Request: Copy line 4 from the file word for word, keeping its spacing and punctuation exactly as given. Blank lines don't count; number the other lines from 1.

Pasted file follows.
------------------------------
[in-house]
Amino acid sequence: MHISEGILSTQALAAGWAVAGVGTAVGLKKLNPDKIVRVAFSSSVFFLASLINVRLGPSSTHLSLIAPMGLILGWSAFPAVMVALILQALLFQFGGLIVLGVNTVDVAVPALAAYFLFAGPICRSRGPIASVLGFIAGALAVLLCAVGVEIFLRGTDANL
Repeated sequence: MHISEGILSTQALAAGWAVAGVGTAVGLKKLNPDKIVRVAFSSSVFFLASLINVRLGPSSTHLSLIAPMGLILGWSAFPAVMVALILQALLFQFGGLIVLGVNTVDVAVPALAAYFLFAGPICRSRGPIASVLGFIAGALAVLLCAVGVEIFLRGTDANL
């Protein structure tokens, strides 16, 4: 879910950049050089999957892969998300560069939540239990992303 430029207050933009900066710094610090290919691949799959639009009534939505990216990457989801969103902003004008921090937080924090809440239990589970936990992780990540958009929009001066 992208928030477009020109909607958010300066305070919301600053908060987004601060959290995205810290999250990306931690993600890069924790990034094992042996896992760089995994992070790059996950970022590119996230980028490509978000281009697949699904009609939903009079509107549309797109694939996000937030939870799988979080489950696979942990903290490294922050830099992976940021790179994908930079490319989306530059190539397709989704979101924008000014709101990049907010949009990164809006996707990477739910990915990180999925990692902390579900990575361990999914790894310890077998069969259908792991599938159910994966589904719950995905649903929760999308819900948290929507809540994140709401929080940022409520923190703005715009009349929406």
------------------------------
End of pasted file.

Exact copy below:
């Protein structure tokens, strides 16, 4: 879910950049050089999957892969998300560069939540239990992303 430029207050933009900066710094610090290919691949799959639009009534939505990216990457989801969103902003004008921090937080924090809440239990589970936990992780990540958009929009001066 992208928030477009020109909607958010300066305070919301600053908060987004601060959290995205810290999250990306931690993600890069924790990034094992042996896992760089995994992070790059996950970022590119996230980028490509978000281009697949699904009609939903009079509107549309797109694939996000937030939870799988979080489950696979942990903290490294922050830099992976940021790179994908930079490319989306530059190539397709989704979101924008000014709101990049907010949009990164809006996707990477739910990915990180999925990692902390579900990575361990999914790894310890077998069969259908792991599938159910994966589904719950995905649903929760999308819900948290929507809540994140709401929080940022409520923190703005715009009349929406």